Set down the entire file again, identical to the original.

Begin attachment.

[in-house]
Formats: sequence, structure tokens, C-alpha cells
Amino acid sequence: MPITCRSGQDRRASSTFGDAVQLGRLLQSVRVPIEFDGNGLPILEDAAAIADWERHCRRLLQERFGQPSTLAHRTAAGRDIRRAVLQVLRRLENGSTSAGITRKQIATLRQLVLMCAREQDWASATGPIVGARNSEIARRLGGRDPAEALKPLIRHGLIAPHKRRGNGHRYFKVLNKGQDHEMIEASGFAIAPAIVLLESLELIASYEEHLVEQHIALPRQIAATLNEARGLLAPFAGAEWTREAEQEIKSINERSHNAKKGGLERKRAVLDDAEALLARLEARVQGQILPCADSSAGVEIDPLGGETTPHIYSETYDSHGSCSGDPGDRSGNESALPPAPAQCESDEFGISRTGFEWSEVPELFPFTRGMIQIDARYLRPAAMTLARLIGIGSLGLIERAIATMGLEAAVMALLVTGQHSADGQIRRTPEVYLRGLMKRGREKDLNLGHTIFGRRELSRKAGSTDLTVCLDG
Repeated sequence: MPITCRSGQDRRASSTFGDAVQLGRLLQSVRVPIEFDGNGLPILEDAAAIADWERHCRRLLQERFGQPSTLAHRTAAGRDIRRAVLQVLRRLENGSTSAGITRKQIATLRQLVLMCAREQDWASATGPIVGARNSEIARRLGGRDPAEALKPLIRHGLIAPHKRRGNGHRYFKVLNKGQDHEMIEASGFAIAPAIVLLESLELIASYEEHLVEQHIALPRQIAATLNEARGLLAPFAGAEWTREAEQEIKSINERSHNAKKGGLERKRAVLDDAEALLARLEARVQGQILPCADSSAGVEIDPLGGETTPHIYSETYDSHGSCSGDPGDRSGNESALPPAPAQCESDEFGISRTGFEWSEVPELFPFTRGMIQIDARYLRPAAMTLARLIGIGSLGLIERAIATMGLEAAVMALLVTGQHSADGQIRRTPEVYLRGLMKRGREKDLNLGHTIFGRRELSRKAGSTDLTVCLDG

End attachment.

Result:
[in-house]
Formats: sequence, structure tokens, C-alpha cells
Amino acid sequence: MPITCRSGQDRRASSTFGDAVQLGRLLQSVRVPIEFDGNGLPILEDAAAIADWERHCRRLLQERFGQPSTLAHRTAAGRDIRRAVLQVLRRLENGSTSAGITRKQIATLRQLVLMCAREQDWASATGPIVGARNSEIARRLGGRDPAEALKPLIRHGLIAPHKRRGNGHRYFKVLNKGQDHEMIEASGFAIAPAIVLLESLELIASYEEHLVEQHIALPRQIAATLNEARGLLAPFAGAEWTREAEQEIKSINERSHNAKKGGLERKRAVLDDAEALLARLEARVQGQILPCADSSAGVEIDPLGGETTPHIYSETYDSHGSCSGDPGDRSGNESALPPAPAQCESDEFGISRTGFEWSEVPELFPFTRGMIQIDARYLRPAAMTLARLIGIGSLGLIERAIATMGLEAAVMALLVTGQHSADGQIRRTPEVYLRGLMKRGREKDLNLGHTIFGRRELSRKAGSTDLTVCLDG
Repeated sequence: MPITCRSGQDRRASSTFGDAVQLGRLLQSVRVPIEFDGNGLPILEDAAAIADWERHCRRLLQERFGQPSTLAHRTAAGRDIRRAVLQVLRRLENGSTSAGITRKQIATLRQLVLMCAREQDWASATGPIVGARNSEIARRLGGRDPAEALKPLIRHGLIAPHKRRGNGHRYFKVLNKGQDHEMIEASGFAIAPAIVLLESLELIASYEEHLVEQHIALPRQIAATLNEARGLLAPFAGAEWTREAEQEIKSINERSHNAKKGGLERKRAVLDDAEALLARLEARVQGQILPCADSSAGVEIDPLGGETTPHIYSETYDSHGSCSGDPGDRSGNESALPPAPAQCESDEFGISRTGFEWSEVPELFPFTRGMIQIDARYLRPAAMTLARLIGIGSLGLIERAIATMGLEAAVMALLVTGQHSADGQIRRTPEVYLRGLMKRGREKDLNLGHTIFGRRELSRKAGSTDLTVCLDG